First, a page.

The captivating advertising campaigns of the Tokyo Olympics
HP and Toyota had the most notable Tokyo Olympics ad campaigns, according to analysis by market research agency Luma Research.
Luma tested 12 of the key campaigns and found that ads that won at games did so by:
- Showing empathy
- Be relatable
- stand out
- Create positive feelings for the brand
- Make the brand the star
“After a false start and many lingering hurdles, the 2020 Tokyo Olympics has stood out,” said Sally Joubert, CEO of Luma.
“There were a lot of ‘firsts’ at these games,” she said. “It made them memorable and didn’t stop sponsors and advertisers from getting involved with a chance to connect with a captive audience (with many states in lockdown).
“Australian advertising spending for the Tokyo Games exceeded spending for the 2016 Summer Olympics in Rio – and for the most part it was money well spent.
“As the dust settles on the Olympic Closing Ceremony, we are already seeing that there have been a number of successful brand stories and compelling campaigns.
“Our analysis of 12 of the key campaigns revealed that resume and Toyota are the gold medalists.
“HP used the Olympics to communicate its goal of becoming ‘the most sustainable and fairest technology company in the world’.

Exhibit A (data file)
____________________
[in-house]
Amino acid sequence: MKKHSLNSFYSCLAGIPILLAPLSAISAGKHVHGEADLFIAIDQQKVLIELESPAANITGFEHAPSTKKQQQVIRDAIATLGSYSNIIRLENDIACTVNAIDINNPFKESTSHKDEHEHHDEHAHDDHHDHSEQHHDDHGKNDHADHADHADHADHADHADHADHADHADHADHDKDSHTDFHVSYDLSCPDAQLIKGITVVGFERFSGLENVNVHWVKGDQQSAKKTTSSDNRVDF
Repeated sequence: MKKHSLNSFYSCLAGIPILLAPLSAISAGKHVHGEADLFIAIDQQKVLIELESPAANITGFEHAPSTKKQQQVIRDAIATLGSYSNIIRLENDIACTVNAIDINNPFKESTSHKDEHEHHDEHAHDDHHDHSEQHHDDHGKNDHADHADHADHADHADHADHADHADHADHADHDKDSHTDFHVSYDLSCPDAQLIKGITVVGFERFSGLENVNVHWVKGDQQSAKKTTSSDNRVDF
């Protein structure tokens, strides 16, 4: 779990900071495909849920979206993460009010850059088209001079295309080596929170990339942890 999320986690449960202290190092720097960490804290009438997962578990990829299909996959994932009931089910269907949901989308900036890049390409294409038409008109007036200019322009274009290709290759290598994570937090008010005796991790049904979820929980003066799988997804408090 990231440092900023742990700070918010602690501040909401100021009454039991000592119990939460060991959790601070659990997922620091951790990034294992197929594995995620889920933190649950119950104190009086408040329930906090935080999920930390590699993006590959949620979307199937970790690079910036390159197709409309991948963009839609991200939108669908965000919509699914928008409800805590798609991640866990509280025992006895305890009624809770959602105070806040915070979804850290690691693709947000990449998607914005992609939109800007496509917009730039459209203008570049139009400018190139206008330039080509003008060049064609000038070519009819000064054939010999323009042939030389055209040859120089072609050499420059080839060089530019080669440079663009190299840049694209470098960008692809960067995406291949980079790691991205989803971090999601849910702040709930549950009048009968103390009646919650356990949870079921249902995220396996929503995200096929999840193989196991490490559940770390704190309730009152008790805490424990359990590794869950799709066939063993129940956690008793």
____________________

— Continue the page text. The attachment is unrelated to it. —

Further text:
“The announcement, parallel lives, was the most effective of all the ads we tested against the threat of climate change. This shows how HP uses “ocean-bound plastic” in its product portfolio. »
Joubert says that’s a message that resonates strongly right now.
Nearly 80% said they are more positive about brands that take a stand on the environment and sustainability. After having watched parallel lives nearly 90% agreed that HP leads the way in environmental protection.
The other most successful advertisement at the Olympics this year was that of Toyota Breaking point.
The ad told how Toyota’s product team worked with Paralympian Ryley Batt to redesign his wheelchair.
The highly original ad grabbed attention and viewers were captivated by Ryley’s performance.
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